If you have been injured in a crash with an intoxicated motorist in Connecticut, you may seek compensation for your associated medical bills, lost income, and physical pain and suffering, from the at-fault driver or his or her insurance company. However, you may also be entitled to damages from the establishment that served the other motorist. At Weber & Carrier LLP, we understand how the state’s Dram Shop Act helps hold bars and restaurants responsible for over-serving that results in serious or fatal auto accidents.
Under state law, the liquor seller who served the at-fault driver prior to the crash may be held responsible for injuries suffered due to drunk driving collisions. This is only the case, however, if the driver was already intoxicated when he or she was served. For example, a man goes to a bar and is drinking with friends. While there, he becomes increasingly intoxicated and is noticeably slurring his words and stumbling, but the bartender continues to serve him drinks. Upon leaving the bar, the man gets behind the wheel and causes a wreck that results in you suffering serious injuries. You may be entitled to compensation from the establishment where the man was drinking.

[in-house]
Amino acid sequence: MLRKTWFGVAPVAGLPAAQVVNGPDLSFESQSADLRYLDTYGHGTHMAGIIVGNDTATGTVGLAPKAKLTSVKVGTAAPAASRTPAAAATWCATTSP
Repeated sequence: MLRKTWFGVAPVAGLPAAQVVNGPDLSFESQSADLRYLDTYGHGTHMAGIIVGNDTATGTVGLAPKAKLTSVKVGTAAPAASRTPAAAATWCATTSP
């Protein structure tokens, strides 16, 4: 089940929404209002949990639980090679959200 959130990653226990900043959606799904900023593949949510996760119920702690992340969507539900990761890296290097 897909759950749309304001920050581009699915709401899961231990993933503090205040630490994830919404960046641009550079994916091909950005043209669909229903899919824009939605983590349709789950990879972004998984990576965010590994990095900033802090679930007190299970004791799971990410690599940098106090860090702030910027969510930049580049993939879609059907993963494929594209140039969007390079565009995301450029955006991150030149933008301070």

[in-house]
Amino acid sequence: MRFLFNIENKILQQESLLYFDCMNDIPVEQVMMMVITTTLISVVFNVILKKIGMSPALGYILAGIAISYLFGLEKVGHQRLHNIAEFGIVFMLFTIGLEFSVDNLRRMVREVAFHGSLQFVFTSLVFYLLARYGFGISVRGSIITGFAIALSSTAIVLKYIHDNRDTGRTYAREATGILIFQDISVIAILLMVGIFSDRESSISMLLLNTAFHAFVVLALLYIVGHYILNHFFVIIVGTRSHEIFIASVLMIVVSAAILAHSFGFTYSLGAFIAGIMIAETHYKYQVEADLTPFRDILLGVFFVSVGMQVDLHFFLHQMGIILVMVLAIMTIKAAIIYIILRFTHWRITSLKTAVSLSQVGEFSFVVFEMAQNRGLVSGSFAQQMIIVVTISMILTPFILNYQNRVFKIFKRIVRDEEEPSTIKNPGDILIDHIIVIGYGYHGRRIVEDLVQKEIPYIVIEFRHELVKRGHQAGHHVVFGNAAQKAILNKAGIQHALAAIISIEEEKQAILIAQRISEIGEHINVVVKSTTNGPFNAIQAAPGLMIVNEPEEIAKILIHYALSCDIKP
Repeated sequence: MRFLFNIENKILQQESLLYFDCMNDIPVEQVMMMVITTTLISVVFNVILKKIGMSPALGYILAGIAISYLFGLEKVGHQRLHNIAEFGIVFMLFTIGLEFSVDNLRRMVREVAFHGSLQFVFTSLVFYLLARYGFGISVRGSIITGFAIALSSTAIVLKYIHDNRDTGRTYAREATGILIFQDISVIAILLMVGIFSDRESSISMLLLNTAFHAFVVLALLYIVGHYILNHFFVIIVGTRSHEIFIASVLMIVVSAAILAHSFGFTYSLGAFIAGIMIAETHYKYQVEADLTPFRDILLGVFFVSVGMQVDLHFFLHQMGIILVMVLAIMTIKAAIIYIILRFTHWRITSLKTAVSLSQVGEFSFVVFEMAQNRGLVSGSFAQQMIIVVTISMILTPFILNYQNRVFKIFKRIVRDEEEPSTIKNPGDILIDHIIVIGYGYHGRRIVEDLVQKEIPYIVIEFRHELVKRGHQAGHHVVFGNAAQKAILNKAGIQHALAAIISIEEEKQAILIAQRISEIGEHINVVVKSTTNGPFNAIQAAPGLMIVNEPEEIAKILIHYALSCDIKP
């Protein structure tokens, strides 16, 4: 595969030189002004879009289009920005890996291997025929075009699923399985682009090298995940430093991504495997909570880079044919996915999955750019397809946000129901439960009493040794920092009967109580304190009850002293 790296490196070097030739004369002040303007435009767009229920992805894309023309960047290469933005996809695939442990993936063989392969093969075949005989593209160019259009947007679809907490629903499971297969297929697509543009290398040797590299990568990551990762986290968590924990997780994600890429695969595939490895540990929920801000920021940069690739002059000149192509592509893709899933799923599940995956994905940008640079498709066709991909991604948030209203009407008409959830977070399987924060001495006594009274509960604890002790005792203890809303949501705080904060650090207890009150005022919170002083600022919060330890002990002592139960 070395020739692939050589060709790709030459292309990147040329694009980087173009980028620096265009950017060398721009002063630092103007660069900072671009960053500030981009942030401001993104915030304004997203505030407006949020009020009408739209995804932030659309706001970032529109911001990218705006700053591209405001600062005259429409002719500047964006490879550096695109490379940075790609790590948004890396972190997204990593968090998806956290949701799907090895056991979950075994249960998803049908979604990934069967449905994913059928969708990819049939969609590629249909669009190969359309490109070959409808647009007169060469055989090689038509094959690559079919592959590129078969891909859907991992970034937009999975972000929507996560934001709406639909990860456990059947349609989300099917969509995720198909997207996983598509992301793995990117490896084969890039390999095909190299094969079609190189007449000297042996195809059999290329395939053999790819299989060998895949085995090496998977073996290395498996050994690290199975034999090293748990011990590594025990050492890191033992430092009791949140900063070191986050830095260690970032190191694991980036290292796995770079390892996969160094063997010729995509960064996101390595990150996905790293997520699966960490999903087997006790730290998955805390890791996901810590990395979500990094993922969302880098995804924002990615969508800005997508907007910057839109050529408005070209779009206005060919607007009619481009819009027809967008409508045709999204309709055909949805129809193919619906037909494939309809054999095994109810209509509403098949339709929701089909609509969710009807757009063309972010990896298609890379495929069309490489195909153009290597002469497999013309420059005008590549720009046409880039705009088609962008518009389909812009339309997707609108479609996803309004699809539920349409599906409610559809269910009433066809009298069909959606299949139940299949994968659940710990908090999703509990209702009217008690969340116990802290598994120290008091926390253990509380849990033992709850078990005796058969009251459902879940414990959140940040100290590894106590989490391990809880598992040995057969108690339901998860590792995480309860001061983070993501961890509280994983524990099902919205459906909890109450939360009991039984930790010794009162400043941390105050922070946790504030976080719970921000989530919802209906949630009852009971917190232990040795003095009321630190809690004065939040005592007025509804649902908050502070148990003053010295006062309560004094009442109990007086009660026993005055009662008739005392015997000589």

Dram shop liability lawsuits cannot be based on the liquor seller’s negligence alone. Rather, you must show that intoxicated driver was served intentionally or recklessly in order to be awarded damages by the court.
The act caps the amount of damages a liquor seller may be ordered to pay you following a drunk driving accident at $250,000. This does not necessarily mean, however, that you will receive the maximum award. The court will base your award amount on its determination of the seller’s actual amount of liability.
Over-serving is not just dangerous for the purchaser, but also those he or she may encounter while intoxicated. Fortunately, the state’s dram shop liability law allows you the ability to hold liquor sellers responsible and to recover the compensation you need. More information about this topic is available on our web page.